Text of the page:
Culture establishes and underpins: order, structure, membership criteria, conditions for judging effective performance, communication patterns, expectations and priorities, the nature of reward and punishment, the nature and use of power, decision making practices, and management practices ( Schneider, 1994).

The notion ‘organizational culture’ draws attention not only to what is observed in the way an organization formally goes about its business, but also to the less obvious and more implicit informal characteristics that influence how decisions are made in practice and how people actually treat each other at work, It is these informal, latent and implicit aspects of organization life, which are increasingly being acknowledged as important facets of an organization’s makeup and which profoundly influence its behaviour and the well being of staff (Walton, 1997),

According to Hagberg & Heifetz in their paper “Organizational Culture: Understanding and Assessment”, understanding and assessing the organization’s culture can mean the difference between success and failure in today’s fast changing business environment. The culture of an organization operates at both conscious and unconscious level and it drives the organization and its action. It is somewhat like “the operating system” of the organization. Its guides how employees think, act and feel. It is dynamic and fluid, and it is never static. They go on to say that if the organization wants to maximize its ability to attain its strategic objectives, it must understand if the prevailing culture supports and drives the actions necessary to achieve it strategic goals.

The difficulties in interpreting the meaning and content of organizational culture limit our capability to generalize the results. It also brings up the issue of selecting the “appropriate” method – qualitative, quantitative, or both – that we should adopt in studying organizational culture (Cooke and Rousseau, 1988). Over the past two decades, organizational culture scholars have engaged in a great debate about the research methods that should be adopted. Qualitative-oriented scholars have criticized the use of quantitative methods. However, the quantitative approach for studying organizational culture has been established.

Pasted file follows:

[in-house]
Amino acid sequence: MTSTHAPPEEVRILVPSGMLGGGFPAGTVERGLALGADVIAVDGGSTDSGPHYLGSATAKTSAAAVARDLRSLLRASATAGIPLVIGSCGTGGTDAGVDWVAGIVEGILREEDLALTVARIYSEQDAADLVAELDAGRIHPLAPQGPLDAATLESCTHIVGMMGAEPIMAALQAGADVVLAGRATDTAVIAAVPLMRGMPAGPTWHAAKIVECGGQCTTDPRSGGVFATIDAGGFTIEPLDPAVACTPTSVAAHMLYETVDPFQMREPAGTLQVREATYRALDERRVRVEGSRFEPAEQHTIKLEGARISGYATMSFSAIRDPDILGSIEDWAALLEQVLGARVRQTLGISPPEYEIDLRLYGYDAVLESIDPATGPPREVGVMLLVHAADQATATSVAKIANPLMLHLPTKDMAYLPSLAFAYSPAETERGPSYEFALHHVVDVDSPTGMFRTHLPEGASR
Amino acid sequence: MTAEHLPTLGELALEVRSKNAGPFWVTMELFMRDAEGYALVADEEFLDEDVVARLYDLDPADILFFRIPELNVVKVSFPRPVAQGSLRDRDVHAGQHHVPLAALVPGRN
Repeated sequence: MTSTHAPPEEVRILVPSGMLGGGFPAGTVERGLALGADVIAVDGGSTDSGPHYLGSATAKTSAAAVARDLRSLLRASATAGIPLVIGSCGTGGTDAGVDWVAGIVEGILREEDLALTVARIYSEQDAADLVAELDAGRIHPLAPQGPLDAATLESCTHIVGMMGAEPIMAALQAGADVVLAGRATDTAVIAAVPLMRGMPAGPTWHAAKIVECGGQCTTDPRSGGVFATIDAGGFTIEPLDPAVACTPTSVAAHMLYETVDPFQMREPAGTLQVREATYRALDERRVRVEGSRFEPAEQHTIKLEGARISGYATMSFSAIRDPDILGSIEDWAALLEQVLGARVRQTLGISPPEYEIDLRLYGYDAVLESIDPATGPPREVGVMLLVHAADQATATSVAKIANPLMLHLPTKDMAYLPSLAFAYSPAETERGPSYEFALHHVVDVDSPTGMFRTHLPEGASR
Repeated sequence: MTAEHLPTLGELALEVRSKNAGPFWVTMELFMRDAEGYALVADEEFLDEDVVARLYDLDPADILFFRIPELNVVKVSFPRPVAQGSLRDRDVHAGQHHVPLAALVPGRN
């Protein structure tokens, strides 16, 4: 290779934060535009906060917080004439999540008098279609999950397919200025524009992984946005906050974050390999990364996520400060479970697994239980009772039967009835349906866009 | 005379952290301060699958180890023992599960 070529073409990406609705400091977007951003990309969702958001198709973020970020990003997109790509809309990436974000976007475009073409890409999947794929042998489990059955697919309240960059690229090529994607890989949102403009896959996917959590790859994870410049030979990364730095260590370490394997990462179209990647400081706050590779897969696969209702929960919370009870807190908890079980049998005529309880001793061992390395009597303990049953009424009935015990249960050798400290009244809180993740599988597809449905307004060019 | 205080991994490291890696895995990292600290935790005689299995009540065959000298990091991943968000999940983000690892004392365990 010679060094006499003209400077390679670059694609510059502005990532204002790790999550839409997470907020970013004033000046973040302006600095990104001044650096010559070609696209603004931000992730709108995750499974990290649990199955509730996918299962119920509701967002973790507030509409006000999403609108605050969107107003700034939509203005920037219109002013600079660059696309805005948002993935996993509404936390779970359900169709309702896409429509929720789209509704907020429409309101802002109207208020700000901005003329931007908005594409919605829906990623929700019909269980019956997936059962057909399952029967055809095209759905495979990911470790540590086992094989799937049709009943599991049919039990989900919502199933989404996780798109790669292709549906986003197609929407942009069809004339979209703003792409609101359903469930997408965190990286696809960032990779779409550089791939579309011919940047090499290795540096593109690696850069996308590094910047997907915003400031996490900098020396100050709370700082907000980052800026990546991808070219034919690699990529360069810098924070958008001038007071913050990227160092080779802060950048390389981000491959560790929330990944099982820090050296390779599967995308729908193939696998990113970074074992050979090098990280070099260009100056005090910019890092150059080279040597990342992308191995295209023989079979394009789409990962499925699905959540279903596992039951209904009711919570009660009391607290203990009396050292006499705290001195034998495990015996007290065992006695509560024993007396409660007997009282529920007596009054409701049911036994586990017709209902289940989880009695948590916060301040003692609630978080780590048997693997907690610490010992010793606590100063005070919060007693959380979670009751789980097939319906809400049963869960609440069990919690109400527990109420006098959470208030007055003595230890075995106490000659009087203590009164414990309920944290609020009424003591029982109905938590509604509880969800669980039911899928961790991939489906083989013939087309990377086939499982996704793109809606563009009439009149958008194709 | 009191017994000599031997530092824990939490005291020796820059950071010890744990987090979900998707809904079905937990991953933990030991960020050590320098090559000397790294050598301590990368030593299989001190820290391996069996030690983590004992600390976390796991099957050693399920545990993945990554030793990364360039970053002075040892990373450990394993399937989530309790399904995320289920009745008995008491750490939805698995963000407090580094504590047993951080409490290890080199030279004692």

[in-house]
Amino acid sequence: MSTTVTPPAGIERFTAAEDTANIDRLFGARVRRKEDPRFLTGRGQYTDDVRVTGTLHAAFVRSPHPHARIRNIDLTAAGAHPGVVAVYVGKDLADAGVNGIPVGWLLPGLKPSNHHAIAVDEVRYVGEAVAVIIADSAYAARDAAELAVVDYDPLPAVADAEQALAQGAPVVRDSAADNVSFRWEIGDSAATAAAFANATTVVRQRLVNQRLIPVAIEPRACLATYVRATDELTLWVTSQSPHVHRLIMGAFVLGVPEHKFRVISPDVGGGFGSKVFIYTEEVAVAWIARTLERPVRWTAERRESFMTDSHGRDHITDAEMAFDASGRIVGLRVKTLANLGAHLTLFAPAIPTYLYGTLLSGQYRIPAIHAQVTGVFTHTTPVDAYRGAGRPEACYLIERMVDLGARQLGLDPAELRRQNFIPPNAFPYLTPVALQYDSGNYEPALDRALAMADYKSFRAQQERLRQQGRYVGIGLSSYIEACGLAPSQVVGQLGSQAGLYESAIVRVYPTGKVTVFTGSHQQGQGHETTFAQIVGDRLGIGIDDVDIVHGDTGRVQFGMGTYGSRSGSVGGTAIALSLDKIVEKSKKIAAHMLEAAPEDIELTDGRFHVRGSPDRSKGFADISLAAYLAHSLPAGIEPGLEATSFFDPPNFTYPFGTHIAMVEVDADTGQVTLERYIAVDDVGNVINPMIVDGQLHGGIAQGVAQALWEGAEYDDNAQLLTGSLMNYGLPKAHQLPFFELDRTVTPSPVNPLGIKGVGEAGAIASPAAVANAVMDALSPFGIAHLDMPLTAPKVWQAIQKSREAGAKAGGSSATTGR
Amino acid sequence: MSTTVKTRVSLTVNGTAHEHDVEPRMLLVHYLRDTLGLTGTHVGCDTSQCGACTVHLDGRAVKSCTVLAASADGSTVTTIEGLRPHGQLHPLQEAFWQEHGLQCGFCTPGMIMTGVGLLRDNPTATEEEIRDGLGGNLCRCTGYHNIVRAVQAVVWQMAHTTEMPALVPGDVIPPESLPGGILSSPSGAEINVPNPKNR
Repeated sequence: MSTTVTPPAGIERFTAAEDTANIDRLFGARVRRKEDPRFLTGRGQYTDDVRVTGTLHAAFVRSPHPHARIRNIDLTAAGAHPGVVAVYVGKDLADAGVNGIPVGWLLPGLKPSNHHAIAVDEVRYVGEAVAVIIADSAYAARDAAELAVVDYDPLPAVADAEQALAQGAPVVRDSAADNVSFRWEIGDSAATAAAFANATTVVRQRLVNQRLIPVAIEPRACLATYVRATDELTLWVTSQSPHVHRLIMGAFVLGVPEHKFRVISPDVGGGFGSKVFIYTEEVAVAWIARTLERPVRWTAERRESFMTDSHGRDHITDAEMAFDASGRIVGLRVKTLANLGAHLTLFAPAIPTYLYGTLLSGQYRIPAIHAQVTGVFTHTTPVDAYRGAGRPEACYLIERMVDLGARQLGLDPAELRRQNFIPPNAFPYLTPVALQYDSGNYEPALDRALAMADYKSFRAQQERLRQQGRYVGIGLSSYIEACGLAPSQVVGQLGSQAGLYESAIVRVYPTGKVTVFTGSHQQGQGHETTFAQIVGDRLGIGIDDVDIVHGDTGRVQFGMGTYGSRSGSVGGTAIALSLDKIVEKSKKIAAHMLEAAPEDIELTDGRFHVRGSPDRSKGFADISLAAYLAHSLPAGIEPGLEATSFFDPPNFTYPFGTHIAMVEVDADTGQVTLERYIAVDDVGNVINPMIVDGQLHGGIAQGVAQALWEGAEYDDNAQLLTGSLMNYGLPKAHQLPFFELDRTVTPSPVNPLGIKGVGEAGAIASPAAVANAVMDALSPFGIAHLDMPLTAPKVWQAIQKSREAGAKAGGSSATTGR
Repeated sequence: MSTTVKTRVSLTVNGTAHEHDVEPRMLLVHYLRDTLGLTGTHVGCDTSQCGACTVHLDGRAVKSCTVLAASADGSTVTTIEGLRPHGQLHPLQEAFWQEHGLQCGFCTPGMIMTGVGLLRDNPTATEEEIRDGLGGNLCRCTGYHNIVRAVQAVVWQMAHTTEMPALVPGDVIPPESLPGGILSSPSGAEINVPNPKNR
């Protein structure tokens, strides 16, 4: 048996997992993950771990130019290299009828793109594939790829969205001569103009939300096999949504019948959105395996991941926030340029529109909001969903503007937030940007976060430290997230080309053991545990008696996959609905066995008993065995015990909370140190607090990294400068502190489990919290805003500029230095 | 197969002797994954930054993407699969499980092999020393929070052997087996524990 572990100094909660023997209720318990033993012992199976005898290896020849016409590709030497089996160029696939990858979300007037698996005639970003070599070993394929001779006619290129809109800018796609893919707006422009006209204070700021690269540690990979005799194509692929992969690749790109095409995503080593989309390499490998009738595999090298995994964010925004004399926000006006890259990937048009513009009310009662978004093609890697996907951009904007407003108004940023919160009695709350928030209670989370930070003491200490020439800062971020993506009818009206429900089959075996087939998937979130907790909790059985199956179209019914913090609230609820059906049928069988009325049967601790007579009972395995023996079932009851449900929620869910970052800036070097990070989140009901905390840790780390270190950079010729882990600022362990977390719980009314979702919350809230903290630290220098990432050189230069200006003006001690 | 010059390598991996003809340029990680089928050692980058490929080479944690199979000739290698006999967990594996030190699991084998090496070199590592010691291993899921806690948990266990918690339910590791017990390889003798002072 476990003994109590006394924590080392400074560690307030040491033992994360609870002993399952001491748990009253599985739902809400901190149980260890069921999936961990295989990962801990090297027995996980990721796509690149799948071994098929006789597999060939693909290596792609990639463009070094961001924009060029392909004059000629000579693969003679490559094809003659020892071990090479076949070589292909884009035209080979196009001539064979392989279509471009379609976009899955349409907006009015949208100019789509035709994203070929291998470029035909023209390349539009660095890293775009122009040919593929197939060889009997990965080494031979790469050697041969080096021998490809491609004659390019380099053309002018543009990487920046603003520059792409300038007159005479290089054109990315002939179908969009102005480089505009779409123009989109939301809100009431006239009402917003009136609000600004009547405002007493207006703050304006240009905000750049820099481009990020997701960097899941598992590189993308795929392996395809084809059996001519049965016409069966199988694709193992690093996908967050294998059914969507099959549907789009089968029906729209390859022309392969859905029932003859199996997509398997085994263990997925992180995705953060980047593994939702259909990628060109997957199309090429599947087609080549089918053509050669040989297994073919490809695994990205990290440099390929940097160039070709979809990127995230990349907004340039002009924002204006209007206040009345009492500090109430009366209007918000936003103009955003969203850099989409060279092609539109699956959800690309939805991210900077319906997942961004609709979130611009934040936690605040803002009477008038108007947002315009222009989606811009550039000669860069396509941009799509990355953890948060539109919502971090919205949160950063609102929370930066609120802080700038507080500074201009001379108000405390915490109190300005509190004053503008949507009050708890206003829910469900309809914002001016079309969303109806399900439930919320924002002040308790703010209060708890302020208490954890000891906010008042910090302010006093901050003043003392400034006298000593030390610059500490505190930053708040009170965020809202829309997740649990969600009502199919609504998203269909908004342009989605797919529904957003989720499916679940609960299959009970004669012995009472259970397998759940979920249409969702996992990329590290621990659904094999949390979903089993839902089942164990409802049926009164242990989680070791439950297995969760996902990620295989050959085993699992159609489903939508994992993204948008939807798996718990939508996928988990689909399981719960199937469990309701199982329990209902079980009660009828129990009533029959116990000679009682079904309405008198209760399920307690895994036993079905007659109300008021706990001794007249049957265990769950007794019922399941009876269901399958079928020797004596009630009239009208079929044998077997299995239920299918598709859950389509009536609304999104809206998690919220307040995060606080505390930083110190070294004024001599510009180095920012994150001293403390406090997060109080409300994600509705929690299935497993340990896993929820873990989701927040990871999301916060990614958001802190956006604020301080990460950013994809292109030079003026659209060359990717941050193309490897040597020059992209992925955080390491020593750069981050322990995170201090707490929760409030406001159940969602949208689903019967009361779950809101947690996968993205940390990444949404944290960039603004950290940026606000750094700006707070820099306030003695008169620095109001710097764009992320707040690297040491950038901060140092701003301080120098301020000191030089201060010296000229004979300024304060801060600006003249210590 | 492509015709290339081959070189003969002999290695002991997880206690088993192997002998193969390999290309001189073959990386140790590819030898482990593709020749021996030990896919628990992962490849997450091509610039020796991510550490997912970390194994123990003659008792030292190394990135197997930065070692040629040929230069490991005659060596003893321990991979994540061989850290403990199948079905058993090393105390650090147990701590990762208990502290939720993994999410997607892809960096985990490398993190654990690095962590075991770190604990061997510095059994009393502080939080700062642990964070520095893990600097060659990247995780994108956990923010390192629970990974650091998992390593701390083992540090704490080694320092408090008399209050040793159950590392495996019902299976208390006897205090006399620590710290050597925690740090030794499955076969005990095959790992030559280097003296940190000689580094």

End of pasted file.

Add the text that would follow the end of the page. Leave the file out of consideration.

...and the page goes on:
Over the years, several measures of organizational/corporate culture have been developed (see Xenikou and Furnham, 1996). Since “organizational researchers, though conceptualized culture similarly, have assessed widely different elements” (Rousseau., 1990, p. 154), two basic manifestations of culture have been identified – values and activities (behaviours) (Rousseau, 1990). Assessing different elements of organizational culture calls for an examination of the redundancy of the elements examined. Xenikou and Furnham (1996) have identified and explored this issue. They have empirically tested four measures of organizational culture that Rousseau (1990) considered the most established measures of organization.,al culture. These measures were the organizational culture inventory (Cooke and Lafferty, 1989), culture-gap survey (Kilman and Saxton, 1983), organizational beliefs questionnaire (Sashkin, 1984), and the corporate culture survey (Glaser, 1983). The findings of Xenikou and Furnham (1996) indicated an overlap between the subscales of the four measures examined. This overlap might result in the conclusion that although there are differences in the measures of organizational culture, most studies refer to a similar set of elements (see Barley, 1983). In this study, the organizational culture index developed by Zeitz et al. (1997) is used.

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2.1 Changing Organizational Cultures

Culture is the outcome of group learning. The process involves a shared problem definition and a shared recognition that something invented actually works and continues to work. When the established patterns no longer serve, at least to the required degree, the purpose of the organisation, then the latter may be facing the beginning of a cultural changing process. Although changing organizational cultures can be difficult, because once formed they tend to become entrenched (Robbins, 1990), there are some conditions that have been observed to favor and even initiate cultural change.

A major facilitating force for cultural change is a dramatic crisis, which, however, is consciously perceived by the organization’s members (Harrison, 1995). When people recognize that significant aspects of the way in which the organisation operates are not any more effective and that the survival of the organisation is threatened, they are more willing to give up old values and practices and take up new ones. For instance, cultural change has been observed when the organisation experiences economic difficulty or inability to respond to drastic changes in the environment, which prevents it from achieving its goals and damages its public image and reputation. Second, a change in the organization’s leadership has been found to have an impact on cultural change. A new, respectful leadership carrying with them a new, clear set of values and ideas and the ability to communicate them successfully favor a shift in the existing culture.

It may also be that not fundamental change but a strengthening of the current culture is required, This can prove very effective for organisations that have a feasible strategy and a solid culture but are not at the highest level of functioning that can be obtained within their basic cultural assumptions, ‘Strengthening a culture means bringing it to the top of its capability without changing its fundamental values and beliefs” (Harrison, 1995), This can be achieved by looking critically into the weaknesses and deficiencies of the organisation and primarily adjusting to the dynamic environment by reorganizing and allocating resources to those areas which are crucial to success,

2.2 Approaches to Studying Organizational Culture